Dear General Education Teacher,
My name is Will Fried and I am 22 years old, from Bethesda, Maryland and on the autism spectrum. I am a past K-12 Special Education student who turned out to be very successful as a college student at Salisbury University. I would not have been able to succeed in high school and go off to college if I did not have the support of my high school science teacher for three years, Ms. Gingrich in General Education. Before I had her, I struggled in science classes all throughout middle school and into my first semester of high school. In my second semester of high school things changed once I had Ms. Gingrich for biology because she appreciated my enthusiasm in her class. She was the first science teacher I had who saw light in the tunnel for me.
The special thing she did was she allowed me to come into her classroom for lunch everyday because when I got to high school, I got lost in the crowd. I really appreciated her doing that for me and during lunch she would go over concepts I struggled with in class each day. On the first quiz in her class I failed, but after that quiz I understood the way that she taught biology which helped me excel. I passed the state required Biology High School Assessment (HSA) because she retaught me concepts that I did not understand initially. She told me science is just adding steps to problems like you do with a recipe.
Before taking Biology with her, I never made a basketball team which I tried out for. It was that spring during her class that I made my first ever basketball team I tried out for. Once I made that team, I was just so excited, and things changed in my life. I never wanted to give up, even after players doubted me and talked smack to me.
This teacher as well told me that I was destined to do great things and with her support, I got into my dream college at Salisbury University. I wanted to go there at the time because of their amazing Early Childhood Education Program and other teachers at my high school told me you do not have a strong chance of getting in. Ms. Gingrich treated me like my second mother and told me do not listen to them and have confidence because she saw me grow over my four years in high school. This teacher was the reason I wanted to help others succeed because life looks better when you can help others.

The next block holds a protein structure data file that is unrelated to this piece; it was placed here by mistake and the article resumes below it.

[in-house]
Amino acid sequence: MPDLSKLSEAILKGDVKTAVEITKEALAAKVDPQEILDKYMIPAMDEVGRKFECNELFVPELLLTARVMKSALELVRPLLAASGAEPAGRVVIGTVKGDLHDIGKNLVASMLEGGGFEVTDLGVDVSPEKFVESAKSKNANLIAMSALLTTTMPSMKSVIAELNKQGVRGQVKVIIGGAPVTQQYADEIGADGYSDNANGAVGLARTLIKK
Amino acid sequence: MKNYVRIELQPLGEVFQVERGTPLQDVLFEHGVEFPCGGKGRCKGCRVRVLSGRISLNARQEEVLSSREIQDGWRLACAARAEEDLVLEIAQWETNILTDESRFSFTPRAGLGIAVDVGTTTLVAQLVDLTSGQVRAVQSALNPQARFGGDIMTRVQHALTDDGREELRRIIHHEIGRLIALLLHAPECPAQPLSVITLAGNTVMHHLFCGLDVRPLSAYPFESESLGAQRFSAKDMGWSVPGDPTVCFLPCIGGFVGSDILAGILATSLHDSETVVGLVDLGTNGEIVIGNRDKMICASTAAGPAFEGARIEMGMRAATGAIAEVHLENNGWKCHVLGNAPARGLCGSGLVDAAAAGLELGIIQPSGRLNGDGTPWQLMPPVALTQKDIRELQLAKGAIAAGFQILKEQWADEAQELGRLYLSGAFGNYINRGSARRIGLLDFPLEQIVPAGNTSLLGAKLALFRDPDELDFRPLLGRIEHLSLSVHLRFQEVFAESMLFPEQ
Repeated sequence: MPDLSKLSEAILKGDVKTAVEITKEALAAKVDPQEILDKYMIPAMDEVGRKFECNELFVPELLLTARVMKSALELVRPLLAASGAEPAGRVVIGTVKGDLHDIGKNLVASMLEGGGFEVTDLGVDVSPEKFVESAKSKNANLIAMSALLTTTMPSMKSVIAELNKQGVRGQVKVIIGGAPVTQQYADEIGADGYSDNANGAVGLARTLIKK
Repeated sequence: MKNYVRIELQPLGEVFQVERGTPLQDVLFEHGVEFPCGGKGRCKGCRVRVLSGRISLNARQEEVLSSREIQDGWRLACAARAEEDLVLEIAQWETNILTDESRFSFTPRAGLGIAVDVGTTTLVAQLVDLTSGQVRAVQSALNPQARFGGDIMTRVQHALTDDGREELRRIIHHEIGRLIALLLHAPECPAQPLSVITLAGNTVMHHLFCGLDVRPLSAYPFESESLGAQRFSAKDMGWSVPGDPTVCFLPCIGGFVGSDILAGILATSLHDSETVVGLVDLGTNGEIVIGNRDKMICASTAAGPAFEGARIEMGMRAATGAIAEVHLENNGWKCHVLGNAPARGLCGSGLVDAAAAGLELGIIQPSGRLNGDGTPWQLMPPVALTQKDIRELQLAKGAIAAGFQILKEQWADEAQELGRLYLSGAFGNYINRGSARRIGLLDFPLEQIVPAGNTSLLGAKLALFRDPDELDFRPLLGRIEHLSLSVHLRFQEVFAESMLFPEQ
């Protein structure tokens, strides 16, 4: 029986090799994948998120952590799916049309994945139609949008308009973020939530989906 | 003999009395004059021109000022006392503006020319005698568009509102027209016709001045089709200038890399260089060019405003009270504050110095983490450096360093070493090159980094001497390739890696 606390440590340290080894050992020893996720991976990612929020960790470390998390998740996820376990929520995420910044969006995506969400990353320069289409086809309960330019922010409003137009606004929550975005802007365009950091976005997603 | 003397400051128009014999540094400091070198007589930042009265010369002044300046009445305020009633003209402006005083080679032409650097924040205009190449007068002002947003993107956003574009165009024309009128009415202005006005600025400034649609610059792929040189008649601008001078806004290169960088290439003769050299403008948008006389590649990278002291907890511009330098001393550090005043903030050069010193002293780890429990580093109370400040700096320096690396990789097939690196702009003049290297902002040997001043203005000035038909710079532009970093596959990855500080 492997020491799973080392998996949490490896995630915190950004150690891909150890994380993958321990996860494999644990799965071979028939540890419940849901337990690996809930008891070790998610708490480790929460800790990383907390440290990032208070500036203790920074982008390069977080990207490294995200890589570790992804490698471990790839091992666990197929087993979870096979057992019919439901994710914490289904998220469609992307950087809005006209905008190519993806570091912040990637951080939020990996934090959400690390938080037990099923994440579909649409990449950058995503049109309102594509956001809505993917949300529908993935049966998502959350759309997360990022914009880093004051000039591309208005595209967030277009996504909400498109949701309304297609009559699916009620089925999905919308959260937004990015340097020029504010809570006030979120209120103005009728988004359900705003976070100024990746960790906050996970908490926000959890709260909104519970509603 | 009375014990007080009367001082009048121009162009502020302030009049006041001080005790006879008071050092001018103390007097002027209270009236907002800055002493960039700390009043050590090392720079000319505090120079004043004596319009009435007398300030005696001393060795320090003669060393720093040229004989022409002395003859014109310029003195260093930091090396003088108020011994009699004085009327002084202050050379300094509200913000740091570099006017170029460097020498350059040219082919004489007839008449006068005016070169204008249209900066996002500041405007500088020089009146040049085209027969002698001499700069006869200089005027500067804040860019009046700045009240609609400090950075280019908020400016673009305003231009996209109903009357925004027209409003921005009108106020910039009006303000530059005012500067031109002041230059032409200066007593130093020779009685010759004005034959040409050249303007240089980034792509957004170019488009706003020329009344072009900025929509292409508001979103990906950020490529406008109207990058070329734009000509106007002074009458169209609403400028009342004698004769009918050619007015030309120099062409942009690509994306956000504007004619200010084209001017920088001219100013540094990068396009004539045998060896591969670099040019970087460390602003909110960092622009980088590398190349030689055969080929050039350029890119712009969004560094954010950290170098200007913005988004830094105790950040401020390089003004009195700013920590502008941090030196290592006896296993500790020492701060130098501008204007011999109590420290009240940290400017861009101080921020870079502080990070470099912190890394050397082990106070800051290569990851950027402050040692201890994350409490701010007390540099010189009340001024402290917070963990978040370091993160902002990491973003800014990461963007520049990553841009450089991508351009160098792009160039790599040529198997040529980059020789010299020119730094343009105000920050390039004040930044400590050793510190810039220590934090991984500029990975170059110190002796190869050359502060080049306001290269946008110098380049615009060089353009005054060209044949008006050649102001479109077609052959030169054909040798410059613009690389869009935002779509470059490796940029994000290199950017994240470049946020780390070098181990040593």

With this teacher’s support, I got into my dream school at Salisbury University where I graduated with being on the autism spectrum with a 3.84 GPA Magna Cum Laude. Success at Salisbury University happened with being a President of two organizations at the same time, interning for the Salisbury Mayors Office, officiated intramural sports and giving back to the game of basketball as a youth basketball coach. As well as being named a Fulbright Alternate, President’s Diversity Award, first mayor’s office intern to receive the mayors coin of honor and receiving a award for civil rights and community advocacy work. I wanted to be involved so I could make the difference and touch many lives.
I hope in your role as a general education teacher you can go above and beyond for your students with disabilities. As a teacher, you can open many doors for your students to succeed where you go.
Enjoy your journey in making a difference,
P.S. “Every child deserves a champion – an adult who will never give up on them, who understands the power of connection and insists that they become the best that they can possibly be.” ~ Rita Pierson
Will Fried is a a graduate of Salisbury University. He starts as a graduate student in the Higher Education and Student Affairs Master’s Program at Fort Hays University this Autumn. Will is a former TASH intern.